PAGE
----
Promoting Your Work
Promoting your work
We actively engage with our authors to help them promote their titles and work, via our extensive network of agents and distributors, to make all books easily accessible world-wide.
No one should understand the market for their book better than the author, however, and there are many ways you can raise the profile of your book (whether you are the author, or a contributor to an edited volume). We’ve listed some suggestions below – not all of these may be appropriate for your title and you may have additional ideas, specific to your title, which we would be pleased to discuss with you.
It’s important to consider all possible audiences for your title – this will include readers directly within the field of research, but don’t forget about non-specialist audiences who may have an interest in the title because it is particularly topical, or whether your work has relevance to other disciplines. Might it be a useful inclusion on university reading lists? Our Promotion Information Form is a valuable resource to consider when it comes to marketing your work.
Increasing your book’s visibility
- Add information about your book to your university/personal homepage (where possible, linking to the book information page on the Cambridge Scholars website)
- Add a link to your book on your email signature
- Link to information about your book from your Virtual Learning Environment
- Ask your organisation’s library to stock at least one copy
- Let us know if local bookshops should be holding stock (e.g. if your title might be appropriate for reading lists) so we can work with them on this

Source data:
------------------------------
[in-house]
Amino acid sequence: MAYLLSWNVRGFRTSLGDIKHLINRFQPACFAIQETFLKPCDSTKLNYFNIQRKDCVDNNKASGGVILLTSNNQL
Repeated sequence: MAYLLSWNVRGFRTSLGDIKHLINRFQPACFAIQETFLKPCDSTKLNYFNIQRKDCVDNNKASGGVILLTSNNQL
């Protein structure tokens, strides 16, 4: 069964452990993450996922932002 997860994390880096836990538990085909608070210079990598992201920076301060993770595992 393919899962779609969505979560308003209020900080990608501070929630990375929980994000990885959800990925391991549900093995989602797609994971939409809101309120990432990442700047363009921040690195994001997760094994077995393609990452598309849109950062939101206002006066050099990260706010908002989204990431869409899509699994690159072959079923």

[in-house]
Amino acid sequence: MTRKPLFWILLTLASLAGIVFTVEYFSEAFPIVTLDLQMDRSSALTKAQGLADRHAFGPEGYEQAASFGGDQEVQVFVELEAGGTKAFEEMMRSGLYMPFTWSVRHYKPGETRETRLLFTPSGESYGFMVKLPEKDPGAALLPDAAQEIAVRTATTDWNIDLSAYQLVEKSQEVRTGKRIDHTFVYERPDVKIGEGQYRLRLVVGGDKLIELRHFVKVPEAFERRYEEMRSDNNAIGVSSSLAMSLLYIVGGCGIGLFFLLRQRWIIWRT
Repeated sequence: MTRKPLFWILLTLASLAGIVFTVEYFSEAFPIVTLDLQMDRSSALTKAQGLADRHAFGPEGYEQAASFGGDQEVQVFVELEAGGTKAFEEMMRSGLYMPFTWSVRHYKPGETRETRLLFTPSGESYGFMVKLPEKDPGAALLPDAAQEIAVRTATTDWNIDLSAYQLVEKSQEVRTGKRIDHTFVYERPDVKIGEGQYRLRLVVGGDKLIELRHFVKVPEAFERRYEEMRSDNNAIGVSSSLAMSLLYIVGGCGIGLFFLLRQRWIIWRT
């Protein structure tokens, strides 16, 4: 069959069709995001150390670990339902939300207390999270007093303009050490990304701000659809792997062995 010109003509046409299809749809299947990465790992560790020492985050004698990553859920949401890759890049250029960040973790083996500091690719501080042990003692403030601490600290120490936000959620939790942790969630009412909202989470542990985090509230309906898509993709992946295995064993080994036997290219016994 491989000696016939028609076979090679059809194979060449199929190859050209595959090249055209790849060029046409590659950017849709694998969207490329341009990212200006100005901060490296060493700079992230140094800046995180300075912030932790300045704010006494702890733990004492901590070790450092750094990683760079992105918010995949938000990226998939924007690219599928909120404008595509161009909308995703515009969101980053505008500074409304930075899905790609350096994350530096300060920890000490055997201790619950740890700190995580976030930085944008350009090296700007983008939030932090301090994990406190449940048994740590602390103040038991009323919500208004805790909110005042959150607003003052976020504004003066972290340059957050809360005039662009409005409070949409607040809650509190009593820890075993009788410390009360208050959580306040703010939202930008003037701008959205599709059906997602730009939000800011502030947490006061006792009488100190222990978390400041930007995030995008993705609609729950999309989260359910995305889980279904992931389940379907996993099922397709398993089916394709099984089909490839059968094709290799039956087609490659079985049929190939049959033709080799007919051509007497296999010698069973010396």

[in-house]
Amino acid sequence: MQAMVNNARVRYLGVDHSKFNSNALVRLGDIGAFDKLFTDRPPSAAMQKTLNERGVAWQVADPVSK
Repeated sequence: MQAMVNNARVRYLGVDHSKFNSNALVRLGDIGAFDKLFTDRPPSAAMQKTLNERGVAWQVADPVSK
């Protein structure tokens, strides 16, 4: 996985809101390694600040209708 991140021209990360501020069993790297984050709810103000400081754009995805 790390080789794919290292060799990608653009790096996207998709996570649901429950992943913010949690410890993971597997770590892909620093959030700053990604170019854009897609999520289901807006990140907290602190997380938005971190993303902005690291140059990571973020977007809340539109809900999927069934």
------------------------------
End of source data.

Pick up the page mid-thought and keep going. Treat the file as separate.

- Are you speaking at a conference? Remember to let us know (at least a month in advance) so we can send you promotional materials to distribute, where appropriate. It may also be possible (with at least three months’ notice) to arrange delegate pack inserts, or for print copies to be available for purchase.
- Remember to let your university press office or organisation’s PR team know about the new publication. They may be able to help you promote it or mention it in forthcoming university publications.
- Is your book particularly topical, or has a book you’ve published with us in the past become topical due to news events, for example? Do tell us about this and we can work with you on ensuring that the relevant news outlets are aware of the title.
- Ask your peers for testimonials and endorsements – these can be included in the print edition if received during the production process, but are of great value at any stage as they can be added to the book information on our website and used on future promotional materials.
- Ask colleagues/contacts to review your book on Amazon and other sites, and suggest publications to us which might be interested in reviewing the title.
- Promote the title on your LinkedIn/Facebook/Twitter account
- Share information about your book on listservs and discussion forums
- Set up a blog discussing key themes in your book.
- Remember: it’s important not to spam people with direct marketing messages, but to use social networks to communicate key messages from your book as part of relevant discussions or to start a debate. People will be interested in your research and insights – the book is an interesting and valuable by-product, but a far more effective way of raising your profile (and thereby that of your book) is by promoting its core ideas.
Raising your profile
- Create a Google Scholar public author profile to keep track of your publications and their impact. See https://scholar.google.co.uk/intl/en/scholar/citations.html#overview
- Create an Amazon author page at https://authorcentral.amazon.co.uk/